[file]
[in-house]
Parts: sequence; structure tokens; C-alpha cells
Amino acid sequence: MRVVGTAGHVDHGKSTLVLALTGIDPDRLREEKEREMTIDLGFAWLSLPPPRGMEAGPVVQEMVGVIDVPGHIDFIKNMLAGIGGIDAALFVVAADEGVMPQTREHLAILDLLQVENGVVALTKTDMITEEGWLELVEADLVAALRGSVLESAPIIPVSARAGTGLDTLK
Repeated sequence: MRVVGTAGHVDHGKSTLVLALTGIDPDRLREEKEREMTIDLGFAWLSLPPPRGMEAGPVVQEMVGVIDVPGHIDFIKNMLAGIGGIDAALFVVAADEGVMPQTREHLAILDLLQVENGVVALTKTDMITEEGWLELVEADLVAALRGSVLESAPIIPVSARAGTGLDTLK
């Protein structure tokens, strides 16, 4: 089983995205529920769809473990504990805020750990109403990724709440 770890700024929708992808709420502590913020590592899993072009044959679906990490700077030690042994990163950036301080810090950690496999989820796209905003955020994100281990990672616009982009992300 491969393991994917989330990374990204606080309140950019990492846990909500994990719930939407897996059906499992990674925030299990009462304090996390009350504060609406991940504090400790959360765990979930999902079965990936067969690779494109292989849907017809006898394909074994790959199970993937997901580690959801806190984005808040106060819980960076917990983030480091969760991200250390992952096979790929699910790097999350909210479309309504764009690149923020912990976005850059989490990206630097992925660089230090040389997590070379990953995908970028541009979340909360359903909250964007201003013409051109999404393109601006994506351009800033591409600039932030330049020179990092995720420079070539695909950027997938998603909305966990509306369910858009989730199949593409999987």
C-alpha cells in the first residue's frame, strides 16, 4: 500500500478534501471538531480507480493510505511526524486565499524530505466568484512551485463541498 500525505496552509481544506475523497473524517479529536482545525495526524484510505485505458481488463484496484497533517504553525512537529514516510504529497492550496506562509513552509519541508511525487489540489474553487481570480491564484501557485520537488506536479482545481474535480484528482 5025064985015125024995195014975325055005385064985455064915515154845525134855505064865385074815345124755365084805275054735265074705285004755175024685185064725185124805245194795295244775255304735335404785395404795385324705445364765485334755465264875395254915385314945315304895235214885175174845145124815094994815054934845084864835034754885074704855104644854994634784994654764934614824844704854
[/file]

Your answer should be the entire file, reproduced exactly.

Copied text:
[in-house]
Parts: sequence; structure tokens; C-alpha cells
Amino acid sequence: MRVVGTAGHVDHGKSTLVLALTGIDPDRLREEKEREMTIDLGFAWLSLPPPRGMEAGPVVQEMVGVIDVPGHIDFIKNMLAGIGGIDAALFVVAADEGVMPQTREHLAILDLLQVENGVVALTKTDMITEEGWLELVEADLVAALRGSVLESAPIIPVSARAGTGLDTLK
Repeated sequence: MRVVGTAGHVDHGKSTLVLALTGIDPDRLREEKEREMTIDLGFAWLSLPPPRGMEAGPVVQEMVGVIDVPGHIDFIKNMLAGIGGIDAALFVVAADEGVMPQTREHLAILDLLQVENGVVALTKTDMITEEGWLELVEADLVAALRGSVLESAPIIPVSARAGTGLDTLK
């Protein structure tokens, strides 16, 4: 089983995205529920769809473990504990805020750990109403990724709440 770890700024929708992808709420502590913020590592899993072009044959679906990490700077030690042994990163950036301080810090950690496999989820796209905003955020994100281990990672616009982009992300 491969393991994917989330990374990204606080309140950019990492846990909500994990719930939407897996059906499992990674925030299990009462304090996390009350504060609406991940504090400790959360765990979930999902079965990936067969690779494109292989849907017809006898394909074994790959199970993937997901580690959801806190984005808040106060819980960076917990983030480091969760991200250390992952096979790929699910790097999350909210479309309504764009690149923020912990976005850059989490990206630097992925660089230090040389997590070379990953995908970028541009979340909360359903909250964007201003013409051109999404393109601006994506351009800033591409600039932030330049020179990092995720420079070539695909950027997938998603909305966990509306369910858009989730199949593409999987």
C-alpha cells in the first residue's frame, strides 16, 4: 500500500478534501471538531480507480493510505511526524486565499524530505466568484512551485463541498 500525505496552509481544506475523497473524517479529536482545525495526524484510505485505458481488463484496484497533517504553525512537529514516510504529497492550496506562509513552509519541508511525487489540489474553487481570480491564484501557485520537488506536479482545481474535480484528482 5025064985015125024995195014975325055005385064985455064915515154845525134855505064865385074815345124755365084805275054735265074705285004755175024685185064725185124805245194795295244775255304735335404785395404795385324705445364765485334755465264875395254915385314945315304895235214885175174845145124815094994815054934845084864835034754885074704855104644854994634784994654764934614824844704854